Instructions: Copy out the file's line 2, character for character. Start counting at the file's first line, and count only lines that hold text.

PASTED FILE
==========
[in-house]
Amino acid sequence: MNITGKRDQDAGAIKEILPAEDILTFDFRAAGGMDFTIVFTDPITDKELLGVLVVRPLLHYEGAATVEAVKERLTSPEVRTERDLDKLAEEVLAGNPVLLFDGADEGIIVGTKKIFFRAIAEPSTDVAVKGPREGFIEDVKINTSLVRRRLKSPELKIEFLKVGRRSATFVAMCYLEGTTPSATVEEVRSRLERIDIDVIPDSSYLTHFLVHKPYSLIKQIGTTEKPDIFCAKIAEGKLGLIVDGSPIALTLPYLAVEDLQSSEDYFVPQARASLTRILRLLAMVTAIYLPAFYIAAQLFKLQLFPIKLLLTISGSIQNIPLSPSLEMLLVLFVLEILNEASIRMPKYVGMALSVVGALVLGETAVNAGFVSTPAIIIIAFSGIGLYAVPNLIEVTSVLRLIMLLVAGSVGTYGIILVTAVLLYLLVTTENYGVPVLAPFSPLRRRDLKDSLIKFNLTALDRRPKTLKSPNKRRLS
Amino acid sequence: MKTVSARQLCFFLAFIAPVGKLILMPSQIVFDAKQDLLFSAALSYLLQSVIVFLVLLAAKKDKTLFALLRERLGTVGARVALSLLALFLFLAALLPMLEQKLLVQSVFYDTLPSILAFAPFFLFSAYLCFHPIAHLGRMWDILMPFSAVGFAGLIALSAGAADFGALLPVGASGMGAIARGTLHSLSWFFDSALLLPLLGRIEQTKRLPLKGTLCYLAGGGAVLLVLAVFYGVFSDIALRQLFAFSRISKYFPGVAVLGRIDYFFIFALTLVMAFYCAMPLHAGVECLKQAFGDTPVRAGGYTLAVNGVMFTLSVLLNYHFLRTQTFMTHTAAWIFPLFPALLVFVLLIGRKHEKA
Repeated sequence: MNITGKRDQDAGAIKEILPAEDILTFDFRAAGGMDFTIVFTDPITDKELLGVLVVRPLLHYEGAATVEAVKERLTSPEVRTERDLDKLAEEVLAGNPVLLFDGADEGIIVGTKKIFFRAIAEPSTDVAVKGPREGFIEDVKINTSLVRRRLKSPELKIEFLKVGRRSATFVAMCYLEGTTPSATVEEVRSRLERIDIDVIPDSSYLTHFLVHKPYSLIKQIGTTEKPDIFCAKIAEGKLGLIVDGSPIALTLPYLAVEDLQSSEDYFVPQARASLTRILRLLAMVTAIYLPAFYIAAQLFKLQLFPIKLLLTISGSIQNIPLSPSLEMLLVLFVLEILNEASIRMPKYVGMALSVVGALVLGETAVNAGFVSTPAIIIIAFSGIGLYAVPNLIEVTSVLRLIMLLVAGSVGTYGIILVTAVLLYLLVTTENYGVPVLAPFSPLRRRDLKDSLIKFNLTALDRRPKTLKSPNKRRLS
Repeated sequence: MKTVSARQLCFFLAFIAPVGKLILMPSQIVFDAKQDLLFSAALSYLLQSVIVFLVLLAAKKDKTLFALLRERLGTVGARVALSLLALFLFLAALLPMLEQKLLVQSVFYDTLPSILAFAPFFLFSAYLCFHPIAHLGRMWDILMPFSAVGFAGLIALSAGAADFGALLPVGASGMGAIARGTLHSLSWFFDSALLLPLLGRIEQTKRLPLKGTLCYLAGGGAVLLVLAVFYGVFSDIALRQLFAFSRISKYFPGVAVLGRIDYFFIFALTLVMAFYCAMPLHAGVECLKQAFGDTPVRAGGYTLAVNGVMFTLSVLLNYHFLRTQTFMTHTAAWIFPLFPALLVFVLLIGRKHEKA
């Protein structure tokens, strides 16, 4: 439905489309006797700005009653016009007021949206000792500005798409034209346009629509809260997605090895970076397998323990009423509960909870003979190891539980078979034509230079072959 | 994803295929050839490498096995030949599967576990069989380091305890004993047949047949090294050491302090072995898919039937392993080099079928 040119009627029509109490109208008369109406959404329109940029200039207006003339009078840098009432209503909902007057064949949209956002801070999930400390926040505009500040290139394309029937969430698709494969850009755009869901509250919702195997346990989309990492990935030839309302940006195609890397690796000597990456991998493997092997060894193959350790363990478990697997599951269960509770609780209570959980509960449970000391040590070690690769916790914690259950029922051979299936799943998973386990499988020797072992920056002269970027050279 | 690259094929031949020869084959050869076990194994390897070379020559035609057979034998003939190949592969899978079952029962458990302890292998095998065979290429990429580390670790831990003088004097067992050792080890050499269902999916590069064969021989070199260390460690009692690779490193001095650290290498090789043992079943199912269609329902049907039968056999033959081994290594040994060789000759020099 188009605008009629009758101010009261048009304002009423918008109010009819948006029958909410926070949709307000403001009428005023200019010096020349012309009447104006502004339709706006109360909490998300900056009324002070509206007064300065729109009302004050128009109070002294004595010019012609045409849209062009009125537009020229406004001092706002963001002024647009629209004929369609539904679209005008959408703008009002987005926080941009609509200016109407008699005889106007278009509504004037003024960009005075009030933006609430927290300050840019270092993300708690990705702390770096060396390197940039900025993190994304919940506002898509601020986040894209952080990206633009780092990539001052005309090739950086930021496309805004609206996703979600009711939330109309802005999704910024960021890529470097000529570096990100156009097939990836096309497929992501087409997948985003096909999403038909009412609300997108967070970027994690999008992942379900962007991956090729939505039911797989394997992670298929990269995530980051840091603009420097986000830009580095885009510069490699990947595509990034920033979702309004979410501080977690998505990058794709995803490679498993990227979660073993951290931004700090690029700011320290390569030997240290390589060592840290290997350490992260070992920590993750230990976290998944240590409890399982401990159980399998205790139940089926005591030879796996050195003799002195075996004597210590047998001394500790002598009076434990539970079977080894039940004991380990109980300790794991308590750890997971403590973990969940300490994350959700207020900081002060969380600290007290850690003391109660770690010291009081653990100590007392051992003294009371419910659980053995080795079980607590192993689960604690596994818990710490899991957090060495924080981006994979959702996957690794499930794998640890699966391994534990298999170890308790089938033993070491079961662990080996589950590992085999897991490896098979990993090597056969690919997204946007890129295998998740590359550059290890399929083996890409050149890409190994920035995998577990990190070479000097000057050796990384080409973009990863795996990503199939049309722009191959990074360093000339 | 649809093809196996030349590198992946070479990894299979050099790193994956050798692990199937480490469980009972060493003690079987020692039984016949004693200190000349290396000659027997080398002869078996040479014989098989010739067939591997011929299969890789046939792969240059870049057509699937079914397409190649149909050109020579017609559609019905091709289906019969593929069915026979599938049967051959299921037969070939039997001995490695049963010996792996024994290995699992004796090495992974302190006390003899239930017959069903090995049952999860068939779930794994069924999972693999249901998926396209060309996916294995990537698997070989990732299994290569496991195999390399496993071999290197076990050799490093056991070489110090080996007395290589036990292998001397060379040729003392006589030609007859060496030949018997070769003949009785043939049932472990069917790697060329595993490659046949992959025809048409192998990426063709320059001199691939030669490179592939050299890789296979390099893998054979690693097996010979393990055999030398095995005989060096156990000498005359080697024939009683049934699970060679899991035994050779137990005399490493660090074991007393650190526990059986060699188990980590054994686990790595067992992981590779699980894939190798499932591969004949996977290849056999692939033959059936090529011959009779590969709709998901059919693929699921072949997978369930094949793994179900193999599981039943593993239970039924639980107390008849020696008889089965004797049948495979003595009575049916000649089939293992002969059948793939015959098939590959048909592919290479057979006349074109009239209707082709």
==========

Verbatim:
Amino acid sequence: MNITGKRDQDAGAIKEILPAEDILTFDFRAAGGMDFTIVFTDPITDKELLGVLVVRPLLHYEGAATVEAVKERLTSPEVRTERDLDKLAEEVLAGNPVLLFDGADEGIIVGTKKIFFRAIAEPSTDVAVKGPREGFIEDVKINTSLVRRRLKSPELKIEFLKVGRRSATFVAMCYLEGTTPSATVEEVRSRLERIDIDVIPDSSYLTHFLVHKPYSLIKQIGTTEKPDIFCAKIAEGKLGLIVDGSPIALTLPYLAVEDLQSSEDYFVPQARASLTRILRLLAMVTAIYLPAFYIAAQLFKLQLFPIKLLLTISGSIQNIPLSPSLEMLLVLFVLEILNEASIRMPKYVGMALSVVGALVLGETAVNAGFVSTPAIIIIAFSGIGLYAVPNLIEVTSVLRLIMLLVAGSVGTYGIILVTAVLLYLLVTTENYGVPVLAPFSPLRRRDLKDSLIKFNLTALDRRPKTLKSPNKRRLS